10. “Mommy Can I Go Out And Kill Tonight?”
For all the talk of hooks and ’50s crooning, the Misfits also made for a hell of a hardcore band. They’d dive deeper into hardcore with the Earth A.D./Wolfs Blood album, but they’d never outdo the filth and fury of “Mommy, Can I Go Out and Kill Tonight?” Released smack dab in the middle of studio album Walk Among Us, “Mommy” is a live track that kicks ass by simply kicking ass. Your typical deranged Danzig rant leads into one of the best Misfits moments ever when the song lurches to a sudden stop. Everything hangs for a second before Danzig screams the title — “Mommy? Can I go out and … kill tonight?” — and we bash our way through the song in double-time. For a song about a bullied kid murdering the world, they nail the tone. As a teenager, this was the soundtrack for head-banging and trashing my room.
9. “Horror Business”
The Misfits’ third single, released in 1978, “Horror Business” is a perfect case of the absurd legends that arise from vague, violent lyrics. With lines like “You don’t go in the bathroom with me” and “I’m warning you, I’ll put a knife right in you”, folks have long theorized it was about Sid and Nancy (she was stabbed to death in a bathroom, quite possibly by Sid), or that it’s a warning to gay fans not to follow Glenn into the shitter. In reality, it’s a clear reference to the movie Psycho, with the line “Psycho ’78” meant to transpose the timeframe of the original story to the year they recorded the song. As we all know, Norman Bates, the titular pyscho, stabbed Janet Leigh in the bathroom in Hitchcock’s classic. Misfits lyrics are rarely deep, just awesome. Also of historical note: the “Horror Business” single marked the first appearance of the impossibly cool Misfits mascot, the Crimson Ghost.
8. “Astro Zombies”
One of Danzig’s best tricks is his ability to sing a line about the extinction of the human race like he’s belting it out to his girlfriend, Betty Sue, as she drives off into the distance, leaving sad Glenn to weep mascara into his devilock. He imbues so much charisma and heart into every single line, you’d be forgiven for thinking he’s singing about something real — and that’s what makes it so magical. All that feeling paired with this melody, and you’ve got a classic Misfits banger fit for the end of the world.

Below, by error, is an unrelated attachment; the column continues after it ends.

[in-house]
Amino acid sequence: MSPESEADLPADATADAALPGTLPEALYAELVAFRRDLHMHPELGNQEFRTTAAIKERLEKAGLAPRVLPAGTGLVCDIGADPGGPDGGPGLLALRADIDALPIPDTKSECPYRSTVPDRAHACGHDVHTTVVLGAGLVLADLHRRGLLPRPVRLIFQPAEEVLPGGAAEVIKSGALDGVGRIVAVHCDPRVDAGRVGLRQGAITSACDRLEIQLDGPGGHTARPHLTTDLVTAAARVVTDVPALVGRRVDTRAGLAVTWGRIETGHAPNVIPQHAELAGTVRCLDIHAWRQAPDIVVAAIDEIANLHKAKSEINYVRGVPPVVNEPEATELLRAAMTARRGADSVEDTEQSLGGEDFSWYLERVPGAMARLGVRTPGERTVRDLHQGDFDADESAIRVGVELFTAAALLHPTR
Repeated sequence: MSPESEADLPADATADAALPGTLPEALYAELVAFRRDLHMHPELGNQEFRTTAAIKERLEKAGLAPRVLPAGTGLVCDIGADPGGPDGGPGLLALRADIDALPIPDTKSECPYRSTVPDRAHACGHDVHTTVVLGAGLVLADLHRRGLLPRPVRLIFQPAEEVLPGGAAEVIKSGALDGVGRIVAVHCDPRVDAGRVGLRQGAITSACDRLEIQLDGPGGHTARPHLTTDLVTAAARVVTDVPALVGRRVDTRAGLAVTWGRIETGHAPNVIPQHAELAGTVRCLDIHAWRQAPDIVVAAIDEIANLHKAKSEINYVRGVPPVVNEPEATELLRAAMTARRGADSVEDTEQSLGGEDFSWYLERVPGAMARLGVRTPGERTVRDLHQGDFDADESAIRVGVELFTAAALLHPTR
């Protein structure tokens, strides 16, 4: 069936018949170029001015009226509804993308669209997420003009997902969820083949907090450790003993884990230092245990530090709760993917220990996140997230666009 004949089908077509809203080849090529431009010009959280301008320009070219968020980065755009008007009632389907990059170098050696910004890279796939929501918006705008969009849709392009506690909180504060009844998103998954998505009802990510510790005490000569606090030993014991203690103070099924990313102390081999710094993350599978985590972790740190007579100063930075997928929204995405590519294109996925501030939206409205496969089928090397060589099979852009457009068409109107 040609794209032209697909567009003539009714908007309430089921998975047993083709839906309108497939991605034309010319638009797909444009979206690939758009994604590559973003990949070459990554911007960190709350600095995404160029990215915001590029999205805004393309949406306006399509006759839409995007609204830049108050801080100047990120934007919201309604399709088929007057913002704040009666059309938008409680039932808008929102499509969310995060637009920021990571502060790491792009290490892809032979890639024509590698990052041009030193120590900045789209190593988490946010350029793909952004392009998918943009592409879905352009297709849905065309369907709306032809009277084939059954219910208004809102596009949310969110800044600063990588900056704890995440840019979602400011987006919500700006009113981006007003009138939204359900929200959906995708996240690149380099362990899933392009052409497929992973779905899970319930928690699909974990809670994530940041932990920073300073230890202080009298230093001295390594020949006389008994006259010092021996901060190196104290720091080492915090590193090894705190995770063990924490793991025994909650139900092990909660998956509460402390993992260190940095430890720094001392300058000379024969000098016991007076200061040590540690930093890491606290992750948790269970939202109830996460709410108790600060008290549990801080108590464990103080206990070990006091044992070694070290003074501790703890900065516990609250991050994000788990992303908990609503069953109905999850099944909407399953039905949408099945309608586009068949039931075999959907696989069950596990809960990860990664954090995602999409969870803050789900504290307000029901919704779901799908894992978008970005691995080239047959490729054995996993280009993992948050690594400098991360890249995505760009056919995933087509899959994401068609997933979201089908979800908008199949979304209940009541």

“Like a dry desert soaking up rain, soaking up sun.” It sounds like a nice enough line out of context. In this case, Danzig is singing about Jackie O licking up … semen. Barf as you see fit. “Bullet” retells the story of the assassination of JFK by fixating on nauseating details: the president’s bullet-ridden body in the street, his shattered head hitting concrete, and most curiously, the mental state of his wife. After shouting about JFK for half the song, Danzig shifts gears and suddenly belts “You gotta suck, suck, Jackie suck.” The rest of the song becomes a singular, morbid vision of Jackie O masturbating the dead president for his vital fluids with which to (presumably) sustain her gold-digging lifestyle. Naturally.
6. “Hybrid Moments”
“If you’re gonna scream, scream with me / moments like this never last.” That’s the opening line to “Hybrid Moments,” a song about creatures raping faces and crying girls and other nonsense, but Danzig might as well be singing about the song itself. Misfits songs are short — painfully short. Brief little bursts of gore and joy that rock so hard you bang your fist and scream along straight through till the end, which usually hits after 90 seconds of ecstatic bliss. “Hybrid Moments” roars in like a banshee and tears out of there before you know what hit you — it’s a roller coaster of melody that stops short and leaves you hanging, hungry for more.
5. “Where Eagles Dare”